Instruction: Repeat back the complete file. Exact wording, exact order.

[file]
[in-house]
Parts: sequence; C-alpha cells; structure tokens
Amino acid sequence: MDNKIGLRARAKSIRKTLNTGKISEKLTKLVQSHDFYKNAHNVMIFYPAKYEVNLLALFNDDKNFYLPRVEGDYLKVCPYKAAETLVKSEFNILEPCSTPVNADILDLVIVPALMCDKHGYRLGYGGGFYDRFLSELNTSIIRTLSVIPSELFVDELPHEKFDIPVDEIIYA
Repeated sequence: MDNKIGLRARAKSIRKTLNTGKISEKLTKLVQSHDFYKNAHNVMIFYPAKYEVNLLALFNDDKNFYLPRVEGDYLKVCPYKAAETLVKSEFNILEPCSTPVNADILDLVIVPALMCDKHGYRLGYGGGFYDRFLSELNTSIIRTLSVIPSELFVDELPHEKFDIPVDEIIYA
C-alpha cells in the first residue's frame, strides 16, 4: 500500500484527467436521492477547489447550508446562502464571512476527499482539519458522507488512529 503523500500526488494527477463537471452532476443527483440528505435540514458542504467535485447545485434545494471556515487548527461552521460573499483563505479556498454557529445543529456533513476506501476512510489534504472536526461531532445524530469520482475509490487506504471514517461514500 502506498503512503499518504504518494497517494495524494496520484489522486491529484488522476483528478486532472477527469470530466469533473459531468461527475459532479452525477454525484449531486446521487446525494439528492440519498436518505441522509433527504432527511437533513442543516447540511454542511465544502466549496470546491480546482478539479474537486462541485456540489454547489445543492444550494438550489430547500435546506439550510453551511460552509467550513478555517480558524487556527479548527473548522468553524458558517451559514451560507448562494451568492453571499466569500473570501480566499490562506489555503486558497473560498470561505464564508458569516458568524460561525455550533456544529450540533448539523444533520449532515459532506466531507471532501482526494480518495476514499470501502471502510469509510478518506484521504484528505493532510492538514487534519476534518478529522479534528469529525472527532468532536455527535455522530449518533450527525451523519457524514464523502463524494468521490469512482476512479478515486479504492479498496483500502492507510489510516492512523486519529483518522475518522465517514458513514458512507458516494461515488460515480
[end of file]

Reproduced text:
[in-house]
Parts: sequence; C-alpha cells; structure tokens
Amino acid sequence: MDNKIGLRARAKSIRKTLNTGKISEKLTKLVQSHDFYKNAHNVMIFYPAKYEVNLLALFNDDKNFYLPRVEGDYLKVCPYKAAETLVKSEFNILEPCSTPVNADILDLVIVPALMCDKHGYRLGYGGGFYDRFLSELNTSIIRTLSVIPSELFVDELPHEKFDIPVDEIIYA
Repeated sequence: MDNKIGLRARAKSIRKTLNTGKISEKLTKLVQSHDFYKNAHNVMIFYPAKYEVNLLALFNDDKNFYLPRVEGDYLKVCPYKAAETLVKSEFNILEPCSTPVNADILDLVIVPALMCDKHGYRLGYGGGFYDRFLSELNTSIIRTLSVIPSELFVDELPHEKFDIPVDEIIYA
C-alpha cells in the first residue's frame, strides 16, 4: 500500500484527467436521492477547489447550508446562502464571512476527499482539519458522507488512529 503523500500526488494527477463537471452532476443527483440528505435540514458542504467535485447545485434545494471556515487548527461552521460573499483563505479556498454557529445543529456533513476506501476512510489534504472536526461531532445524530469520482475509490487506504471514517461514500 502506498503512503499518504504518494497517494495524494496520484489522486491529484488522476483528478486532472477527469470530466469533473459531468461527475459532479452525477454525484449531486446521487446525494439528492440519498436518505441522509433527504432527511437533513442543516447540511454542511465544502466549496470546491480546482478539479474537486462541485456540489454547489445543492444550494438550489430547500435546506439550510453551511460552509467550513478555517480558524487556527479548527473548522468553524458558517451559514451560507448562494451568492453571499466569500473570501480566499490562506489555503486558497473560498470561505464564508458569516458568524460561525455550533456544529450540533448539523444533520449532515459532506466531507471532501482526494480518495476514499470501502471502510469509510478518506484521504484528505493532510492538514487534519476534518478529522479534528469529525472527532468532536455527535455522530449518533450527525451523519457524514464523502463524494468521490469512482476512479478515486479504492479498496483500502492507510489510516492512523486519529483518522475518522465517514458513514458512507458516494461515488460515480